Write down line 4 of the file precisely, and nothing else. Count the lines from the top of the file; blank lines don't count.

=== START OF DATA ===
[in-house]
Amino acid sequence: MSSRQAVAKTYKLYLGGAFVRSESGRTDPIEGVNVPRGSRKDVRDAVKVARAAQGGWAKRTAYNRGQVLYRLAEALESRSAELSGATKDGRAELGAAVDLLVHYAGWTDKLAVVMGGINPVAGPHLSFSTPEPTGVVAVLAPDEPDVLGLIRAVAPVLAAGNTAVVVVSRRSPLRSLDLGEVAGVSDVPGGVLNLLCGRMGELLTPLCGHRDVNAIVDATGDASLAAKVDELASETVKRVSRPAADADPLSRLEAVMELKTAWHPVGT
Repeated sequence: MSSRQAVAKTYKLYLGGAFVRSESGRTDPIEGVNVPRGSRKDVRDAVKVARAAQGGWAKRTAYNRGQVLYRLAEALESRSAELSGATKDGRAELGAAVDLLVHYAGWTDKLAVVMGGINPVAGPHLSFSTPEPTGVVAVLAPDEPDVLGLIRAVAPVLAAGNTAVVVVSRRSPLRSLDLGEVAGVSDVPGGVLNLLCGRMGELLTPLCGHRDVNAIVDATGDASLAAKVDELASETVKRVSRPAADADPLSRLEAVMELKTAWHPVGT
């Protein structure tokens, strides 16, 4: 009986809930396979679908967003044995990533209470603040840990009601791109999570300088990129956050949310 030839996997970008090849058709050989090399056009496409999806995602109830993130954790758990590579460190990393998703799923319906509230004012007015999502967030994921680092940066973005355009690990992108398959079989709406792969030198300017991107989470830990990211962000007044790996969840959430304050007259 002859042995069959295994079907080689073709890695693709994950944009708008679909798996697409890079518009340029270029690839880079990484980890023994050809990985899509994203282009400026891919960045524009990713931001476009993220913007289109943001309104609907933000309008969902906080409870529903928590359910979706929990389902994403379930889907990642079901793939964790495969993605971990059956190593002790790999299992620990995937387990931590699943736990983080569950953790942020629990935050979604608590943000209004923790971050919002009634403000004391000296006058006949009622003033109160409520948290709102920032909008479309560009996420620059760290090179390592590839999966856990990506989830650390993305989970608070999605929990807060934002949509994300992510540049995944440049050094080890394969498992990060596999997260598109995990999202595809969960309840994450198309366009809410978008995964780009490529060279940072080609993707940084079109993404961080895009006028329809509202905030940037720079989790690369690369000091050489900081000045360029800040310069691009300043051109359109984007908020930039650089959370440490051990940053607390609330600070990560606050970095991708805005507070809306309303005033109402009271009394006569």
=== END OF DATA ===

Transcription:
């Protein structure tokens, strides 16, 4: 009986809930396979679908967003044995990533209470603040840990009601791109999570300088990129956050949310 030839996997970008090849058709050989090399056009496409999806995602109830993130954790758990590579460190990393998703799923319906509230004012007015999502967030994921680092940066973005355009690990992108398959079989709406792969030198300017991107989470830990990211962000007044790996969840959430304050007259 002859042995069959295994079907080689073709890695693709994950944009708008679909798996697409890079518009340029270029690839880079990484980890023994050809990985899509994203282009400026891919960045524009990713931001476009993220913007289109943001309104609907933000309008969902906080409870529903928590359910979706929990389902994403379930889907990642079901793939964790495969993605971990059956190593002790790999299992620990995937387990931590699943736990983080569950953790942020629990935050979604608590943000209004923790971050919002009634403000004391000296006058006949009622003033109160409520948290709102920032909008479309560009996420620059760290090179390592590839999966856990990506989830650390993305989970608070999605929990807060934002949509994300992510540049995944440049050094080890394969498992990060596999997260598109995990999202595809969960309840994450198309366009809410978008995964780009490529060279940072080609993707940084079109993404961080895009006028329809509202905030940037720079989790690369690369000091050489900081000045360029800040310069691009300043051109359109984007908020930039650089959370440490051990940053607390609330600070990560606050970095991708805005507070809306309303005033109402009271009394006569």